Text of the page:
DanceView Times, New York edition
A Dangerous, Thrilling Swan Lake
The story of Swan Lake may be old hat, but when marvelous heads are wearing old hats they renew them. One such head belongs to Veronika Part, an ABT soloist who joined the company in 2002, after dancing principal roles at the Kirov, where she had been promoted to soloist rank in 1998 two years after entering that company from the Vaganova Choreographic Institute. On the strength of her rendition of Odette-Odile last night, which seems to be her Odette-Odile last night, which seems to be her second performance of the role in the current ABT production (ABT’s Web site notes a matinee performance in Chicago, in late March), she is clearly one of the greatest theater artists that organization has ever employed. Part is a big talent in many respects. Tall, sturdy, with large feet and a wide back, she possesses a physique that, in other times and places, would have made her casting in Petipa ballerina roles quite unlikely. Her face is also large and wide-boned: a huge, beautiful, old-fashioned stage face that catches a great deal of light. Part’s technique is adequate to classical ballerina roles, yet not cutting edge. Nearly every other ABT principal ballerina has more steely point work. Gillian Murphy is far more brilliant, Paloma Herrera and Irina Dvorovenko are far tougher and more perseverant, Nina Ananiashvili is far more commanding, Amanda McKerrow and Ashley Tuttle are far more nuanced.
However, it’s what Part does with the technique she possesses that makes her absolutely unparalleled in this company: her dancing is a torrent of artistic choices—physical, dramatic, and musical—and they can be so unpredictable that an observer who has seen hundreds of performances of dozens of Swan Lakes is on the edge of the seat, wondering how the ballet is going to turn out. The last ballerina I saw at the Met who performs in a similar fashion is the Kirov’s Uliana Lopatkina, a dancer with a very different physique and imagination yet who also projects the effect of spontaneous choice as she goes, as if she were encountering every situation for the first time and has to negotiate every moment as though she were trying to cross a busy intersection at which there were no traffic signals. Part is a natural adagio dancer, and there were moments in Act II when she slowed herself down so much that she risked losing the audience’s concentration. Even so, her Odette-Odile is ballet dancing of a dangerous, adventuresome, thrilling, and, ultimately, highly communicative order, as Part’s standing ovation and roars of audience approval confirmed. During her bows, most of which were taken on stage with the entire cast, Part looked both radiant and embarrassed, as if she had just confessed some great secret. Yet the only thing she revealed by turning herself inside-out for the public is that, since joining ABT, her lights have been hidden under a bushel.
For Part’s Siegfried, ABT cast principal Marcelo Gomes, a tall, vigorous, handsome dancer with a big jump and a huge, lunging reach. Gomes is also a rock-solid and solicitous partner, and, given Part’s physical instrument, he’s probably one of very few male dancers in ABT who could work with her securely; indeed, his partnering was wonderful, and a key to her success. Yet, as far as stage personality is concerned, the Part-Gomes partnership is still a work in progress. Gomes, who projects a cosmopolitan sense of ease and social assurance, is frequently cast in princely roles across the repertory, and he certainly possesses the virtuosity to put them over. However, he’s not naturally a ballet prince in the sense of aristocratic bearing and reserve; he’s naturally enthusiastic and outgoing as a performer, and his princes always feel a little artificial, a little stifling for him. He’s much more powerful on stage when he can cut loose, as in William Forsythe’s workwithinwork, the third Sailor in the Fancy Free of Jerome Robbins, the pimp figure in Paul Taylor’s Black Tuesday, or The Man in the House Opposite of Antony Tudor’s Pillar of Fire.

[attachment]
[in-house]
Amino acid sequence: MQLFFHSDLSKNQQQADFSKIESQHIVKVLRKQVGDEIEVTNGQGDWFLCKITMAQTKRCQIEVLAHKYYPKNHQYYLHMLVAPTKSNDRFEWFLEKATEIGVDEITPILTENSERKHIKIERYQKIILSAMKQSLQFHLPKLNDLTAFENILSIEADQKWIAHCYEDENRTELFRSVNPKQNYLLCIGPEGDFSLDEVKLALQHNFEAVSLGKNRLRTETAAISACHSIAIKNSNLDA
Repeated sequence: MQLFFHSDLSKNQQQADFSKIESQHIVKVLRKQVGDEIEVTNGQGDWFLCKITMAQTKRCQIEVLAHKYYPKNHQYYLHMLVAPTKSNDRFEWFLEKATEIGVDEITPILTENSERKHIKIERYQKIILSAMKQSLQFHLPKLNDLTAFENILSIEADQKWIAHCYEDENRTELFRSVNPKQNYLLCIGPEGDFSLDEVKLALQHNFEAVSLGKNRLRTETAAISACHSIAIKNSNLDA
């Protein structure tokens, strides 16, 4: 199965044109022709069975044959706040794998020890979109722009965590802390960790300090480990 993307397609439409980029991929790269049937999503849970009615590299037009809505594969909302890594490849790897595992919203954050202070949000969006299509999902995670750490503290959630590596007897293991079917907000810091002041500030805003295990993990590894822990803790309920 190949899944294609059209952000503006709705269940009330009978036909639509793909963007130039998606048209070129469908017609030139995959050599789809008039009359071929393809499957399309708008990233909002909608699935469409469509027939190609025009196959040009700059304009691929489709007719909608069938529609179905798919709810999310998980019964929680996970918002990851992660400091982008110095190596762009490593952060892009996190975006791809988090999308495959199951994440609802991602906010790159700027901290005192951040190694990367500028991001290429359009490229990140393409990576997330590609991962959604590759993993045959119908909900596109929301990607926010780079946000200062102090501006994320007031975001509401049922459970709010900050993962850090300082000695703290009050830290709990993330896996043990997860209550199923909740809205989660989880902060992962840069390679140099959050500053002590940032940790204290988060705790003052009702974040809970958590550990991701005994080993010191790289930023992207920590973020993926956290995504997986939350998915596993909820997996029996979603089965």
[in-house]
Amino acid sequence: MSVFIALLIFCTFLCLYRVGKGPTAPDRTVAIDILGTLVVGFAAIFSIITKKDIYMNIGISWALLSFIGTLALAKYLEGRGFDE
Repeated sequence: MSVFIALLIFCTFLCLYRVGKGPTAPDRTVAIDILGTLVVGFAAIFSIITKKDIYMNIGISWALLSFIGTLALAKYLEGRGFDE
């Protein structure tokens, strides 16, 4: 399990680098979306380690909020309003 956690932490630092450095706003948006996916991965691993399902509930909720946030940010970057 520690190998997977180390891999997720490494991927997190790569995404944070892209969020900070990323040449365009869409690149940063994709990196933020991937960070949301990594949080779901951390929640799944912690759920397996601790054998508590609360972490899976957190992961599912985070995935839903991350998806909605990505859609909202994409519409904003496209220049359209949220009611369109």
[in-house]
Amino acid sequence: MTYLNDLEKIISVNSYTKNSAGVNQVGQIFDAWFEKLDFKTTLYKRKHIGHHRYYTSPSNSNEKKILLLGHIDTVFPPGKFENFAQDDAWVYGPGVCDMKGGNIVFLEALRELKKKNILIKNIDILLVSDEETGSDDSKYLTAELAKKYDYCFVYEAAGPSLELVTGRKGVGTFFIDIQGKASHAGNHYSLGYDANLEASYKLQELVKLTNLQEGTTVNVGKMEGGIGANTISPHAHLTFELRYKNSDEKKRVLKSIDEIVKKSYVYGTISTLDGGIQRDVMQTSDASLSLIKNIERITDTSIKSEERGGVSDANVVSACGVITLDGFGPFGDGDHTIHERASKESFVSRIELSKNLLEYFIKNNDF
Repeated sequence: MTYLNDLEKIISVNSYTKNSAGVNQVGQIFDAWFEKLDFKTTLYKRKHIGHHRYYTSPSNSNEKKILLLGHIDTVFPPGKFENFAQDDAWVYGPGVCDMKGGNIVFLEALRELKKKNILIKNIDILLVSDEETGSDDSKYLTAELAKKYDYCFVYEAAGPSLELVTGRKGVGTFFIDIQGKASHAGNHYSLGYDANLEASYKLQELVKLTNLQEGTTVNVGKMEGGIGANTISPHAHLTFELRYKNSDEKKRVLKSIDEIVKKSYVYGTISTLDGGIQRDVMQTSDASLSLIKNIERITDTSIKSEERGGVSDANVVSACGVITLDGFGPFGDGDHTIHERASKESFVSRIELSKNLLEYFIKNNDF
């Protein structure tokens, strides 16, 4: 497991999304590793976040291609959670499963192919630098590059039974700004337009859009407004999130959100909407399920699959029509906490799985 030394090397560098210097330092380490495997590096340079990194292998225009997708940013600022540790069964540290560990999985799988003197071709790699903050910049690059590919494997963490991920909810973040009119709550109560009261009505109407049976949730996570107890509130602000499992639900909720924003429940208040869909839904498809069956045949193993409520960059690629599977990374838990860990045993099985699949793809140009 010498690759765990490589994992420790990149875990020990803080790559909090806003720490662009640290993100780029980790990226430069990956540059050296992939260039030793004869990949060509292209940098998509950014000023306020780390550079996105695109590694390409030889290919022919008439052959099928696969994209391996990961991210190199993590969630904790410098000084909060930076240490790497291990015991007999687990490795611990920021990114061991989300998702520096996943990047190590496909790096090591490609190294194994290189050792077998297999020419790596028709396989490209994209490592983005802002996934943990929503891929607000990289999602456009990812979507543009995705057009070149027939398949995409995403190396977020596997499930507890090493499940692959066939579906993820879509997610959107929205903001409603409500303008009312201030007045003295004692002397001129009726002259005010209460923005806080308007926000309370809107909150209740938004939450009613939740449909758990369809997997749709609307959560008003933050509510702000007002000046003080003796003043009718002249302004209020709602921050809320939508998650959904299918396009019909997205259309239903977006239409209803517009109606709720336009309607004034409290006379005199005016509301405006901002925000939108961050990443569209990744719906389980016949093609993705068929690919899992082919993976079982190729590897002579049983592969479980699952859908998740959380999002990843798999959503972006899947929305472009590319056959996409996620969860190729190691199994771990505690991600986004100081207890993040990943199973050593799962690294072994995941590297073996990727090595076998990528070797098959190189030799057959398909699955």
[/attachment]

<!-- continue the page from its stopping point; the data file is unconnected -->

Gomes has a naturally antic streak as a dancer that is really brought out in situations when humor and an element of darkness come into play. A natural for von Rothbart, he hasn’t quite learned how to convert his demonic energy into an engine for a hero, as Humphrey Bogart learned to do when he made the transition from playing villains to white hats. Last night, he chose to follow Part’s lead in characterization by using his head a lot, tipping it back, in her manner, to indicate both his wonder at the swans in the sky and to cue the audience that he was under the spell of ineffable, nonmaterialistic concerns, which at first, made him look like her competitor or her brother. He also adopted some of her spontaneity: in Act I, he was having a perfectly marvelous time at his birthday party—not a cloud on the ego’s horizon—until his mom, who happened to be the queen, reminded him that he had to marry, which threw him into so pure a funk that one wanted to run up and say, “There, there. Have I got a girl for you! Someone really worth killing yourself over.” But, like many 21st-century princes, he had to jumpstart his arm into swearing true love for Odette, and that instant of reluctance to fully straighten his elbow in the mime for “I swear” was not a point in favor of his acting.